It is difficult to give an exhaustive definition of what art is, as it can be protean and arouse different and sometimes contradictory emotions. New technologies ; for those who know little about them or have an aversion to them; are often portrayed as cold and soulless, by their very nature.
And if a meeting was nevertheless possible and that for the best? This is what Éric Esnault, who has worked in the art world for years, seems to think, convinced in particular that the Blockchain can play an important role.
Eric Esnault: Blockchain and art what relationship?
On one side, the curves of a silhouette on an ancient statue or the features beautifully reproduced by a talented painter and on the other, a sprawling database. Nothing that, a priori, could make one think of any rapprochement between art and modernity.
However, works of art, by their value, their rarity, their beauty, attract covetousness. It is not uncommon for them to be stolen from museums or even from owners who had acquired them and find themselves faced with a double loss: that of no longer seeing, day after day, a work that aroused in them a certain emotion and a financial loss because some works can be worth between several thousand and several million euros.
The blockchain is a database that is established through millions of computers that work together and at the same time, from all over the globe. It is in particular thanks to it that the various cryptocurrency transactions take place (buying, selling, exchanging digital currencies) in a decentralized system.
For investors, it is a safe system, because no hacker can hack so many computers at the same time. Inviolable, incorruptible, so many qualities that unfortunately, we can sometimes no longer expect from certain humans.
Thus, the blockchain, according to Éric Esnault, would be the best way to provide perfect traceability in the art world ; as is already the case in manufacturing processes.
Even if it may seem obscure to speak of art lovers as vulgar consumers, isn’t that ultimately what they are, since they buy while wanting to be sure of the origin of their acquisition?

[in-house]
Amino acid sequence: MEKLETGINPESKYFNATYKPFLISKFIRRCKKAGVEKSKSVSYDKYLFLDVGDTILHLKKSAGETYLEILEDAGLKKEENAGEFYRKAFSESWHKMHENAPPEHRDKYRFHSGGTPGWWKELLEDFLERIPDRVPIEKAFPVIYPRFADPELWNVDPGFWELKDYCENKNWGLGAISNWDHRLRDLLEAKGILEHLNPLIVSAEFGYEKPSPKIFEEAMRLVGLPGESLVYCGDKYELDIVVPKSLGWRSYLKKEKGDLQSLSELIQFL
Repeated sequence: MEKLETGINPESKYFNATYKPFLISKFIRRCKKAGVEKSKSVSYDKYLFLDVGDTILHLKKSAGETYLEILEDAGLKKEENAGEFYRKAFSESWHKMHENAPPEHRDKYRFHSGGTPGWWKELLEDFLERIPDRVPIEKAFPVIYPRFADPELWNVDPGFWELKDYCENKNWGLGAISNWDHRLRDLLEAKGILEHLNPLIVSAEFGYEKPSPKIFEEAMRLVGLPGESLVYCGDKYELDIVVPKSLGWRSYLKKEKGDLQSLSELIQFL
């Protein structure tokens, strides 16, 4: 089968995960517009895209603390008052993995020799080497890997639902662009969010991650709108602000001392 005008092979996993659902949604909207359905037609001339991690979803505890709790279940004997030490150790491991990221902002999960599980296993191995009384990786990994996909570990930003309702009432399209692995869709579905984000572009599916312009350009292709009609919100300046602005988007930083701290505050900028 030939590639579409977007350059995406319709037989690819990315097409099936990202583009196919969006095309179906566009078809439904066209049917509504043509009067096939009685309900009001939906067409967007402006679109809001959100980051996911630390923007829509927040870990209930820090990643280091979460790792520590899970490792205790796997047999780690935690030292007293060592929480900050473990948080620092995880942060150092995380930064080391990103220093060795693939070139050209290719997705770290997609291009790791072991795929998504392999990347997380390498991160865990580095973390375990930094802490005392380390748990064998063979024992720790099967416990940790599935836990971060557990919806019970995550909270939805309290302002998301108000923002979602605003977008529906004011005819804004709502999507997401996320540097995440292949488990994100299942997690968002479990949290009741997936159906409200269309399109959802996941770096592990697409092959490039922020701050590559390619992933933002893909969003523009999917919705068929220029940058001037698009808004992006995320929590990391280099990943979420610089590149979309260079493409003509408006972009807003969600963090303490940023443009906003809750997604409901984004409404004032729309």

To exhaustively trace all the operations relating to a work (its different owners, transaction dates, amounts, origin of the work, its history, etc.), the blockchain would therefore be the perfect tool and would allow more people, no doubt, to give in to the purchase, without worrying about the litigious situations that would not fail to give rise to an artistic object which would have been the object of a larceny.
New technologies: so cold and devoid of emotion that we seem to say?
Another point to consider, if the blockchain is part of what is called new technologies, we could cite others such as devices that allow the digitization of works of art, 3D printers and other artificial intelligences. Here again, the relationship does not seem obvious and yet.
Let’s talk about scanning machines first. Now used by companies, or by specialized service providers for this purpose, within the framework of the law on digital transition, they also have a role to play in museums, because it is possible, thanks to them, to digitize and therefore to protect for life works that are several hundred years old which, despite meticulous care, are never safe from deliberate or unintentional deterioration. As the paintings can have a certain relief, these digitizing machines are now in 3D.
3D printers can replicate objects identically, but can also allow creation by creating suitable files. A simple software prototype can thus take shape; and the term is not overused; by seeing different layers of matter overlapping. The painter can consider himself a sculptor, with the help of these fabulous machines. Who knows the number of vocations that this can generate.
Finally, Artificial Intelligence. Éric Esnault, who knows how to determine the current trends in art, could only agree with us when we say that everything remains to be discovered.
Recently, an engineer working at Google transcribed excerpts from conversations he may have had with an AI he has been working with for 2 years. The reader will notice that we do not use the terms “on which he works”, but rather “with which he works”. Because for the engineer, this AI is a real person who has a conscience.
The AI clearly expressed a feeling of loneliness when no one is talking to her, manages to distinguish between emotion and feeling. Who would then dare to say that it is a simple robot, a machine? Can we not imagine a wonderful association with these new forms of sensitive intelligence to create another form of art, to have, who knows, to have another, more analytical point of view on what we see, when we look these statues, these sculptures, these paintings?
Blasé that we are, sometimes in our comfort, could this creature’s point of view not be an upheaval of what we believe acquired, of our interpretations when we are only revisiting a work with our own experience or our history ?
Let’s not turn our backs on new technologies, keeping them away from the world of Art. They seem to have their place there and will perhaps make us love it more.
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Eric Esnault: Blockchain and art is it compatible?
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